The floatplane that crashed on a Homer lake, killing former state Rep. Cheryll Heinze, cartwheeled an instant after landing in gusty conditions, the pilot said Thursday.
Joe Griffith said he was ending a peaceful flight into Homer on Tuesday evening when a burst of wind appeared to catch the plane. The left wing shot upward, the right wing tilted down and touched the water, he said.
The Cessna 206 flipped, coming to a rest upside down, he said. Lake water flooded the cabin as Heinze sat trapped inside.
"I'm a big tough guy. I've spent three years in mortal combat and this has hit me harder than any of the combat and losses that I went through," Griffith, a Vietnam veteran and former flight wing commander at Elmendorf Air Force Base, said in a phone interview.
Here is the pilot's account of the crash:
'GET THE DOOR OPEN'
Griffith is the general manager of Palmer-based Matanuska Electric Association. The Cessna carried four other MEA employees, including Heinze, 65, the public affairs and human resources director. The mission: Arrive in Homer on Tuesday night in anticipation of a fishing trip the next morning.
Also in the cabin, according to state troopers, were:
• Tony Zellers, 49, the project director for MEA's Eklutna power plant project.
• Eddie Taunton, 52, safety manager for the utility.
• Tony Izzo, 51, a former Enstar Natural Gas Co. president who is now fuel supply and contract manager for the power plant effort.
A contractor on the Eklutna project had invited the MEA officials along for the day trip. It was an uneventful flight, right up until the Cessna reached Homer, Griffith said.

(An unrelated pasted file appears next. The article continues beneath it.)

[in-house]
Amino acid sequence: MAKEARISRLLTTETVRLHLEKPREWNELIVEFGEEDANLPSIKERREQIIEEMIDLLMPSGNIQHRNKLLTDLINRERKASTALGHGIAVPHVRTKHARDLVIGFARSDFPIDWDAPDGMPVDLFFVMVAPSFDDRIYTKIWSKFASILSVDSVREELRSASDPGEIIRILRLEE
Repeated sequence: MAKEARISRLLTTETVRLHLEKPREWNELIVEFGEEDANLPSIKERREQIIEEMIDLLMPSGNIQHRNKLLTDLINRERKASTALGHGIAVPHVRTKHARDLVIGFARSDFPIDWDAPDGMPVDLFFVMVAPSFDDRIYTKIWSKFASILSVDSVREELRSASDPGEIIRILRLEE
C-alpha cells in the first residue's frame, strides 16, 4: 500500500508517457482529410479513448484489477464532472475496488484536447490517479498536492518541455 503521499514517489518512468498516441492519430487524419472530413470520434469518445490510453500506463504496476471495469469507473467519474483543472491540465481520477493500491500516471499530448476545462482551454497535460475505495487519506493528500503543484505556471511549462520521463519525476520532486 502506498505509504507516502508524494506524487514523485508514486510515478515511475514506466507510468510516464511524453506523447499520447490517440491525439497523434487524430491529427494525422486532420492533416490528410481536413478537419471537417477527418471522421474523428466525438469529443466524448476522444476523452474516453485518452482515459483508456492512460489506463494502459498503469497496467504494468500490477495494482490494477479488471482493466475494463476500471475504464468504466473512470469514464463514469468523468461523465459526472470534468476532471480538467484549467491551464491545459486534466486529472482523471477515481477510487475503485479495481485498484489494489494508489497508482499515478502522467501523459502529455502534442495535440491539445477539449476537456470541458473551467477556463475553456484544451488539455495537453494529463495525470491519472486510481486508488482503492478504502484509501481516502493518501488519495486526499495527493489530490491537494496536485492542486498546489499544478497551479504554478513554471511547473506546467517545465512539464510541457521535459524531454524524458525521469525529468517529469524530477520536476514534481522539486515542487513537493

The pilot could see wind gusts on Kachemak Bay as he approached Beluga Lake, the only landing site for floatplanes in Homer. "They were what a pilot would call a left-quartering headwind," Griffith said.
Griffith flew his first Air Force jet 50 years ago and has since piloted dozens of makes and models of aircraft, amassing about 6,000 hours of flight time. This was nothing his private Cessna couldn't handle, he said.
"The lake was not too bad," Griffith said. "So I put it down as much into the wind as I could. We landed very normally."
The plane was traveling about 45 or 50 knots when the left wing rose, plucking a float out of the water, Griffith said.
"Probably a microburst," the pilot said, referring to a gust whipping off the lake side hills or trees.
"The right wing hit the water and she went over. ... As soon as it did, that was it. You're along for the ride," Griffith said.
Suddenly the pilot and his four passengers were upside down, water rushing into the cabin. Heinze, who Griffith estimates has flown as many as 500 hours with him, sat by herself in the third row, in the rear of the plane.
"Seat belts!" Griffith shouted. "Get the door open!"
The murky lake water filled the cabin. Just eight to 12 inches of air remained.
Everyone took a gulp. Taunton opened the door.
"There was no air left in the airplane when I got out," Griffith said.
Griffith said he's unsure of the order that the passengers left the plane. Heinze remained, apparently strapped in her seat.
"By the time I got headed for the door, the airplane was full of water. And I was gasping for air and drinking water and sucking it in," he said. "Once I got outside, I did have a hold of Cheryl's foot. So I know where she was."
Heinze was a regular flier and would have known what to do in a crash, Griffith said. He suspects she may have been incapacitated.
"I just have to think that," Griffith said. "My goodness, how many times have we flown together? Like I say, I'll bet it's 500 hours and every single flight I went on, I talked to her about what to do if we ended up upside down in the water."
Twice, the pilot ducked underwater to see if he could get into the airplane to see her, he said. "I wasn't doing any good (treading water) and pulling on her leg." He carried a Leatherman knife with a serrated edge and planned to slash her seatbelt.
First he had to find it.
Griffith found himself shaking and moving slowly, signs of hypothermia. He and one of the passengers, Zellers, inflated their life vests and struggled to make their way back into the submerged cabin.